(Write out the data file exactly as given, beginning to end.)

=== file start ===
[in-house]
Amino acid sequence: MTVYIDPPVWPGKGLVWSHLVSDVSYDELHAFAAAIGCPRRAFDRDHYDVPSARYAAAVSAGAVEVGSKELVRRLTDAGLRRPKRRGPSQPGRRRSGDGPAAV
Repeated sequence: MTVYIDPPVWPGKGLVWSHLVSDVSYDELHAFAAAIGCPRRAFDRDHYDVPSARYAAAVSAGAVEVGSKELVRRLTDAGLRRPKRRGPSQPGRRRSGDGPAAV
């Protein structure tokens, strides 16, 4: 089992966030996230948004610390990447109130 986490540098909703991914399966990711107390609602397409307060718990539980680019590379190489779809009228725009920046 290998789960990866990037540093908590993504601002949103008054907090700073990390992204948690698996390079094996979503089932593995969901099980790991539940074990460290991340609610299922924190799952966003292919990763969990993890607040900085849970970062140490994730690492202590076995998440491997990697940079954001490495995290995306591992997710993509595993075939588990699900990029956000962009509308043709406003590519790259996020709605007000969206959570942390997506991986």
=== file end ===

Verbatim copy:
[in-house]
Amino acid sequence: MTVYIDPPVWPGKGLVWSHLVSDVSYDELHAFAAAIGCPRRAFDRDHYDVPSARYAAAVSAGAVEVGSKELVRRLTDAGLRRPKRRGPSQPGRRRSGDGPAAV
Repeated sequence: MTVYIDPPVWPGKGLVWSHLVSDVSYDELHAFAAAIGCPRRAFDRDHYDVPSARYAAAVSAGAVEVGSKELVRRLTDAGLRRPKRRGPSQPGRRRSGDGPAAV
């Protein structure tokens, strides 16, 4: 089992966030996230948004610390990447109130 986490540098909703991914399966990711107390609602397409307060718990539980680019590379190489779809009228725009920046 290998789960990866990037540093908590993504601002949103008054907090700073990390992204948690698996390079094996979503089932593995969901099980790991539940074990460290991340609610299922924190799952966003292919990763969990993890607040900085849970970062140490994730690492202590076995998440491997990697940079954001490495995290995306591992997710993509595993075939588990699900990029956000962009509308043709406003590519790259996020709605007000969206959570942390997506991986």